The awards will be announced by mid-March, and shortly after that, Dean Dolling will host an awards ceremony, at which each recipient will receive a $5,000 cash award and a commemorative plaque.
With today' s technology, we can build electronic components much smaller than one micrometer, but they cannot work at frequencies higher than 100 GHz due to thermal and signal delay issues. Contrarily, photonic devices operate at much higher frequencies (in or near visible), but their dimensions have to be comparable to the wavelength, so they cannot go nano. The main mechanism behind this limitation is the diffraction of light into dielectric media: the electromagnetic energy cannot be localized into dielectric regions with the dimensions much smaller than its wavelength. One possible way of beating the diffraction limit and localizing the electromagnetic energy into sub-wavelength regions is by using metal nanoparticles.
When excited with light, metal nanoparticles support and guide surface plasmon-polariton (SPP) modes thanks to noble metal's negative dielectric permittivity below their plasma frequency. Collective oscillations of electron plasma inside these tiny metals allow electromagnetic energy to be localized and guided through the nanoparticle chain. Since the particles are only a few or a few tens of nanometers, they circumvent the diffraction limit. This is why plasmonics has a strong potential to build nano circuits and devices working at extremely high frequencies and to act like a bridge between electronics and photonics.
In fact, the existence of the SPP waves has been known for decades. Their importance has increased over time in parallel to our fabrication skills. Thanks to recent developments, we now can fabricate and characterize materials on the nanometer scale and come up with new types of optical devices such as waveguides, gratings, antennas, sensors, etc. On top of that, it has already been shown experimentally that the periodically located nanoparticles can lead to giant electromagnetic field enhancement, which can be useful for detecting molecules at low concentrations. Surface or tip enhanced Raman scattering, efficient solar cells, and nonlinear frequency generation are some other applications. (Provided courtesy of Prof. Ergun Simsek of the Department of Electrical and Computer Engineering)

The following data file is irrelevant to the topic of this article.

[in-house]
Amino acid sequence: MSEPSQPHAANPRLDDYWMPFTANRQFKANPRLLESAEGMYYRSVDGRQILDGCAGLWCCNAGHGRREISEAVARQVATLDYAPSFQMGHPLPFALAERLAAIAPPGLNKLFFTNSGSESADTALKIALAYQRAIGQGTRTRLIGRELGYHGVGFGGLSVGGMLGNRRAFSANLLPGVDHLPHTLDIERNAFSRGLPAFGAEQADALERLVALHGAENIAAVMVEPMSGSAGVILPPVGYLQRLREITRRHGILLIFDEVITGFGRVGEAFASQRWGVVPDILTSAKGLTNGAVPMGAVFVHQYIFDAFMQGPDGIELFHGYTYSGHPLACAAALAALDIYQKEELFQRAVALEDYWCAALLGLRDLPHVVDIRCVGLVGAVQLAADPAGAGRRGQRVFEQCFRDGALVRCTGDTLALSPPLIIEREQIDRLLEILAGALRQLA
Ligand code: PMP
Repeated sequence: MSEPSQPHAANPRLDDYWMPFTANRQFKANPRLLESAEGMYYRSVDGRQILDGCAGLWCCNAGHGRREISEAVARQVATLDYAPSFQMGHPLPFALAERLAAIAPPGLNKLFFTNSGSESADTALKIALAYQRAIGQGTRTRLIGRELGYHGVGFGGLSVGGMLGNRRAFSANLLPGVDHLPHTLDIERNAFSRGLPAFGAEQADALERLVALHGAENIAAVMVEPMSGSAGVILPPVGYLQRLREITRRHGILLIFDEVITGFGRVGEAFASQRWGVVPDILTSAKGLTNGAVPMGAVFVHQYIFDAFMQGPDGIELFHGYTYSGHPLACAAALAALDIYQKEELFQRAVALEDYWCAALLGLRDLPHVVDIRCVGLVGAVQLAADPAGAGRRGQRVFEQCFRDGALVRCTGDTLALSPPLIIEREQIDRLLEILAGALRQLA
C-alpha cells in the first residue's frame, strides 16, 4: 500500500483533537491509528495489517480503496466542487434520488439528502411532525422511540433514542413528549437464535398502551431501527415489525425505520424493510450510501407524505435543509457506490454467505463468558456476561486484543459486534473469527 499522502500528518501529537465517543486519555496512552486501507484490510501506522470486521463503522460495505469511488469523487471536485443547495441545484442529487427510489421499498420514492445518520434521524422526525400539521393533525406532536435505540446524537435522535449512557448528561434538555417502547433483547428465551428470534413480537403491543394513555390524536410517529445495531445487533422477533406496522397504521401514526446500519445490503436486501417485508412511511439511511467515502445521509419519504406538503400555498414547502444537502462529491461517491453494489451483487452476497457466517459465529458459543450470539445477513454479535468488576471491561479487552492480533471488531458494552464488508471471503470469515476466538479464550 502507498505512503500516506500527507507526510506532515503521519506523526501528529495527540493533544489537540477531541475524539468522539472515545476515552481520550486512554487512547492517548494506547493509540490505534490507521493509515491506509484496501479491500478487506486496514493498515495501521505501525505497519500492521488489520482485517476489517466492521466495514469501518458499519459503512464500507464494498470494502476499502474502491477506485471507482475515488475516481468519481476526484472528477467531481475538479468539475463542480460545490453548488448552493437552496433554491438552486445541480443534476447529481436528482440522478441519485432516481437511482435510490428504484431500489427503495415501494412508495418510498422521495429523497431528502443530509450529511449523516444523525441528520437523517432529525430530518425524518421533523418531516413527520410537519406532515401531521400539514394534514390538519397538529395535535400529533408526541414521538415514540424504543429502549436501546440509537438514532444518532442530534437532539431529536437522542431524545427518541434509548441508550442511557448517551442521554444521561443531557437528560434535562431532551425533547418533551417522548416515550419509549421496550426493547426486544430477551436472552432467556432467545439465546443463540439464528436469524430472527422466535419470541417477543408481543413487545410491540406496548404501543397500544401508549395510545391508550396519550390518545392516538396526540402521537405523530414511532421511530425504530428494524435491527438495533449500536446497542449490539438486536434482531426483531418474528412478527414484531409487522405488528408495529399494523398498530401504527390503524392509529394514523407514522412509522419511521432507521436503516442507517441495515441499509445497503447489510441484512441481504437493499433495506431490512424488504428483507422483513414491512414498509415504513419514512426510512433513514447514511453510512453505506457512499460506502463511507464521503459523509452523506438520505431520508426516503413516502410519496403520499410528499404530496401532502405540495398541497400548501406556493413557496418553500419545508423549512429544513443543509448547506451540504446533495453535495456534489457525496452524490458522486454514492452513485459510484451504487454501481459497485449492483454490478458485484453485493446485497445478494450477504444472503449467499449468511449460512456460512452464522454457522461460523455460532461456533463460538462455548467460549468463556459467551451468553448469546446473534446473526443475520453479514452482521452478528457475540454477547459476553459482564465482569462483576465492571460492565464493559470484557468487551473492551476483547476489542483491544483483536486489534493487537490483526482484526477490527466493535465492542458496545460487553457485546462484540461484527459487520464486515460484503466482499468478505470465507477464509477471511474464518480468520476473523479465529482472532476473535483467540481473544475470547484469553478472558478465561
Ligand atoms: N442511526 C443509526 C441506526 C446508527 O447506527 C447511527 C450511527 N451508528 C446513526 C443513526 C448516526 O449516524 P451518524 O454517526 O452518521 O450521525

NCAC: Free MADYMO Training Class
Tuesday, February 7 - Thursday, February 9
8:30 am - 5:30 pm
129 Exploration Hall, Virginia Science and Technology Campus
TASS and GW's National Crash Analysis Center (NCAC) are offering a free MADYMO training class to all
GW faculty, staff, and students. Lunch will be provided. MADYMO is a mathematical dynamic model
developed by TASS (TNO Automotive Safety Solutions).
Space is limited. To reserve your seat, please contact Fadi Tahan at [email protected], or (703) 726-8327.
ECE Colloquium: "High-Throughput Data-Intensive Computing: I/O Sharing In Scientific Databases and
Randal Burns, Department of Computer Science, Johns Hopkins University
Friday, February 10
2:00 - 3:00 pm
640 Phillips Hall
CS Colloquium: "You Can Pick Your (Best) Friends"<
David Liben-Nowell, Ph.D., Carleton College
736 Phillips Hall
CSPRI Seminar: "The End of K Street Deals?: Is Netizen Direct Lobbying the New Norm?"<
Wednesday, February 15
12:00 pm (Lunch at 1:00 pm)
302 Marvin Center
University Seminar on Technology in Emergency Carer
Tuesday, February 21
5:00 - 7:00 pm
SAVE THE DATE: SEAS Student R&D Showcase
Monday, February 27
3:00 - 6:00 pm
Marvin Center Grand Ballroom
MAE Seminar: "Autonomy is Overrated: Towards Shared Human-Machine Control for Vehicles and Other
Karl Iagnemma, Principal Research Scientist, Mechanical Engineering, MIT
Tuesday, February 28
736 Phillips Hall
The Dolphin Tank:
Tuesday, February 7
6:00 - 8:00 pm
651 Duques Hall
Name of Student Defending: Roger Cortesi
Title of Dissertation: "Modeling and Control of Joint-Actuated Buoys"
Dissertation Director: David Chichka
Wednesday, February 15
11:00 am - 12:00 pm
640 Phillips Hall